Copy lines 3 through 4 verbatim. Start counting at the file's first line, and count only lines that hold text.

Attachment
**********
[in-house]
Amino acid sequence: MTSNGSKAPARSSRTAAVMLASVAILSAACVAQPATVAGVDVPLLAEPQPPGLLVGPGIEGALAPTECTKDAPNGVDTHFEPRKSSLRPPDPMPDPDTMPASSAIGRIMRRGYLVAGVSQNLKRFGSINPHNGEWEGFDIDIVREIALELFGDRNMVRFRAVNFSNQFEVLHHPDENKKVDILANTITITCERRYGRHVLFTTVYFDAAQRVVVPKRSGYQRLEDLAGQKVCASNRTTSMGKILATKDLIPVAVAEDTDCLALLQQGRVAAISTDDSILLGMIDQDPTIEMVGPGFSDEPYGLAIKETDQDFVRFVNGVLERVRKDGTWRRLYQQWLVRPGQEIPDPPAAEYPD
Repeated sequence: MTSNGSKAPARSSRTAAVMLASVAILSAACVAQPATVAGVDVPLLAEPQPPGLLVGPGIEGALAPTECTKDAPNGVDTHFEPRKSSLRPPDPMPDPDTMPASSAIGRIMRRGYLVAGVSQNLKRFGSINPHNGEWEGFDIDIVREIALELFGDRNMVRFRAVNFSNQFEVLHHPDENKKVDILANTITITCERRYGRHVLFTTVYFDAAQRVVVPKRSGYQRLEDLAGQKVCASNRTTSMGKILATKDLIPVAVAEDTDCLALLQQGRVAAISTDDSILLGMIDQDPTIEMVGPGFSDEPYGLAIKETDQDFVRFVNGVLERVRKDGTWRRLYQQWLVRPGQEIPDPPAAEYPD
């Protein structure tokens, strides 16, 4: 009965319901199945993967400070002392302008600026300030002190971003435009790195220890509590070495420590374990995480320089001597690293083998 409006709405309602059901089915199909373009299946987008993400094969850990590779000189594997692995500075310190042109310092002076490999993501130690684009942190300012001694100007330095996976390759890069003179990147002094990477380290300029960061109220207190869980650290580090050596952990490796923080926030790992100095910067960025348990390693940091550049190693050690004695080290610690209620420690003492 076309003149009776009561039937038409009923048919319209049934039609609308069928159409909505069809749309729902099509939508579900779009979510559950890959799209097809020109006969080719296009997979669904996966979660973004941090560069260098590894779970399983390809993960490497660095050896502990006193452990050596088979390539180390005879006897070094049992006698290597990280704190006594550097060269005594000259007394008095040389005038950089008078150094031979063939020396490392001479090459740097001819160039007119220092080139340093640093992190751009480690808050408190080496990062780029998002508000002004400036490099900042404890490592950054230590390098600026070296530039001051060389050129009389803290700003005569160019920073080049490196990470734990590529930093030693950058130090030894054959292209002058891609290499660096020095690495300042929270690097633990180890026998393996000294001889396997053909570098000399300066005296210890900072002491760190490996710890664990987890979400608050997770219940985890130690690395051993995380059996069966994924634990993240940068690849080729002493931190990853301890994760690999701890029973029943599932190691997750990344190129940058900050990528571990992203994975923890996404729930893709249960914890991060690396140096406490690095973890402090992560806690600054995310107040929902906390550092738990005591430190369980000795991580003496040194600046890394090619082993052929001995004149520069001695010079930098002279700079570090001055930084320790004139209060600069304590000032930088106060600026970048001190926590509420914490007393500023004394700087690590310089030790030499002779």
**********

Repeated sequence: MTSNGSKAPARSSRTAAVMLASVAILSAACVAQPATVAGVDVPLLAEPQPPGLLVGPGIEGALAPTECTKDAPNGVDTHFEPRKSSLRPPDPMPDPDTMPASSAIGRIMRRGYLVAGVSQNLKRFGSINPHNGEWEGFDIDIVREIALELFGDRNMVRFRAVNFSNQFEVLHHPDENKKVDILANTITITCERRYGRHVLFTTVYFDAAQRVVVPKRSGYQRLEDLAGQKVCASNRTTSMGKILATKDLIPVAVAEDTDCLALLQQGRVAAISTDDSILLGMIDQDPTIEMVGPGFSDEPYGLAIKETDQDFVRFVNGVLERVRKDGTWRRLYQQWLVRPGQEIPDPPAAEYPD
């Protein structure tokens, strides 16, 4: 009965319901199945993967400070002392302008600026300030002190971003435009790195220890509590070495420590374990995480320089001597690293083998 409006709405309602059901089915199909373009299946987008993400094969850990590779000189594997692995500075310190042109310092002076490999993501130690684009942190300012001694100007330095996976390759890069003179990147002094990477380290300029960061109220207190869980650290580090050596952990490796923080926030790992100095910067960025348990390693940091550049190693050690004695080290610690209620420690003492 076309003149009776009561039937038409009923048919319209049934039609609308069928159409909505069809749309729902099509939508579900779009979510559950890959799209097809020109006969080719296009997979669904996966979660973004941090560069260098590894779970399983390809993960490497660095050896502990006193452990050596088979390539180390005879006897070094049992006698290597990280704190006594550097060269005594000259007394008095040389005038950089008078150094031979063939020396490392001479090459740097001819160039007119220092080139340093640093992190751009480690808050408190080496990062780029998002508000002004400036490099900042404890490592950054230590390098600026070296530039001051060389050129009389803290700003005569160019920073080049490196990470734990590529930093030693950058130090030894054959292209002058891609290499660096020095690495300042929270690097633990180890026998393996000294001889396997053909570098000399300066005296210890900072002491760190490996710890664990987890979400608050997770219940985890130690690395051993995380059996069966994924634990993240940068690849080729002493931190990853301890994760690999701890029973029943599932190691997750990344190129940058900050990528571990992203994975923890996404729930893709249960914890991060690396140096406490690095973890402090992560806690600054995310107040929902906390550092738990005591430190369980000795991580003496040194600046890394090619082993052929001995004149520069001695010079930098002279700079570090001055930084320790004139209060600069304590000032930088106060600026970048001190926590509420914490007393500023004394700087690590310089030790030499002779």